So if I ever post a picture of me on my blog and I'm not grinning from ear to ear you know who the photographer was!

Tuesday, July 27, 2010

Cavern Work In Progress

Now that I had created my cavern ceiling using resin and chopped fiberglas cloth it was time to begin covering it in Apoxie Sculpt clay.

After mixing up a batch of parts A & B of the clay I apply a thin veneer of it to the cavern ceiling working it down onto the walls of the cave.

I can't work too large of an area at a time because I have to impart a rocky texture to the clay before it begins to set up.

This photo is of the entrance to the cavern. It is made of hardware cloth and styrofoam board.

After adding a layer of mache I covered it in Apoxie Sculpt clay. I find the mache closes the pores of the styrofoam board otherwise I keep getting loose particles of styrofoam as I apply the Apoxie.

An added benefit is it bulks up the piece without the added weight ( and expense ) of a thick layer of Apoxie clay.

This photo shows the finished cave entrance painted with acrylics and placed in its position on the plywood base. I now begin building up the rest of the cliff face which will eventually be joined to the entrance.

Here is one of the supports for the interior of the cave. It shows the wood frame, styrofoam board and veneer of Apoxie Sculpt.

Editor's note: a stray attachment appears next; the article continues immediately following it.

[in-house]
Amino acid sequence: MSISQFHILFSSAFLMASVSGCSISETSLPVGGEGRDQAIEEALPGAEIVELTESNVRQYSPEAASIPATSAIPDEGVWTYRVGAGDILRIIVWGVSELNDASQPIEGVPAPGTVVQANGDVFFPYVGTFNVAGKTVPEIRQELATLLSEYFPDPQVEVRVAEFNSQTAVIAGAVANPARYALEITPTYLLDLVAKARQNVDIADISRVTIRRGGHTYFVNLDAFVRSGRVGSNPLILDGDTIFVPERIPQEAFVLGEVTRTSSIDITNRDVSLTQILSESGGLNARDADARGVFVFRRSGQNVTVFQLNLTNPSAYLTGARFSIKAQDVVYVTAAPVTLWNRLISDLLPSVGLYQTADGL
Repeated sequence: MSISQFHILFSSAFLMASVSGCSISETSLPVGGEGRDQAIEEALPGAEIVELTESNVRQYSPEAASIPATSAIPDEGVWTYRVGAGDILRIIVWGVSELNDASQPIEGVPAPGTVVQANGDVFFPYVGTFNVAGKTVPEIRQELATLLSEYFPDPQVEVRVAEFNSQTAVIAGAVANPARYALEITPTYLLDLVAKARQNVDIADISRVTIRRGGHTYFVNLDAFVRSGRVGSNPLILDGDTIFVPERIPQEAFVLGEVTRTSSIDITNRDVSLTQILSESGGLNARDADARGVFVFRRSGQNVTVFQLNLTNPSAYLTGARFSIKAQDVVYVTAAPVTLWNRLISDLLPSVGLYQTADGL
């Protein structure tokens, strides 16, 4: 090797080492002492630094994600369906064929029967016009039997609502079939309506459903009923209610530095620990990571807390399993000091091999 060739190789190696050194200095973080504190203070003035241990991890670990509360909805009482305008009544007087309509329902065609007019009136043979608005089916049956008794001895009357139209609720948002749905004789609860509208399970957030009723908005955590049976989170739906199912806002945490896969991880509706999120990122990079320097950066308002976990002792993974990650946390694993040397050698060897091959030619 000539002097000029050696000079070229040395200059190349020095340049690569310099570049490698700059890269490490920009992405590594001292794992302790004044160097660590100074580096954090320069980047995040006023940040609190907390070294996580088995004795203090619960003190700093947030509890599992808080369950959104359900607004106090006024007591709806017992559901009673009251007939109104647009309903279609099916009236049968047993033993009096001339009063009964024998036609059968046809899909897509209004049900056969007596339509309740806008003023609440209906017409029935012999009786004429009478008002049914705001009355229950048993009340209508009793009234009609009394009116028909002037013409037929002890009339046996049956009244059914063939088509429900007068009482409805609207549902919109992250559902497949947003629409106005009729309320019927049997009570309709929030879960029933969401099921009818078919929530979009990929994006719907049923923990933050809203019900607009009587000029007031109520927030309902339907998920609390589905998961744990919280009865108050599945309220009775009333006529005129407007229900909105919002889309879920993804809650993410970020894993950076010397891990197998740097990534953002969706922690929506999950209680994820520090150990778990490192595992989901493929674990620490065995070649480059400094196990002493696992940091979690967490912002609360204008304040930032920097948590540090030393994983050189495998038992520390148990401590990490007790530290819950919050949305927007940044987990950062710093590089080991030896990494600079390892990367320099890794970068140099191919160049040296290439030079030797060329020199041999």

This is a close up photo of the rock texture of one of the supports.

I hope to get a great deal of work done today before the heat and humidity return later in the week!

Saturday, July 24, 2010

Working with Resin

It has been so hot and humid here I haven't felt like posting much lately. It figures the PC would be in the hottest room in the house!

I'd like to take this opportunity to welcome the new followers of my blog and to thank the folks that have expressed an interest in the skull giveaway. The giveaway will close the end of July so if anyone wants in there is still time.

Recently I have been working on making the cavern I blogged about awhile back. The interior will have a curved ceiling. I needed to construct the ceiling light yet strong. I chose to build the foundation of the ceiling with resin.

I decided to move my entire operation outdoors into the garage for two reasons. First off the resin fumes are murder and I've yet to find a respirator mask that 100% blocks the odor. Secondly I figured it would be easier to load the finished piece in my clients truck straight from the garage.

The resin I am using is from WASCO -- Wildlife Artist Supply Company . It is a good product and the staff at Wasco are friendly and helpful should you need help with using any of their products.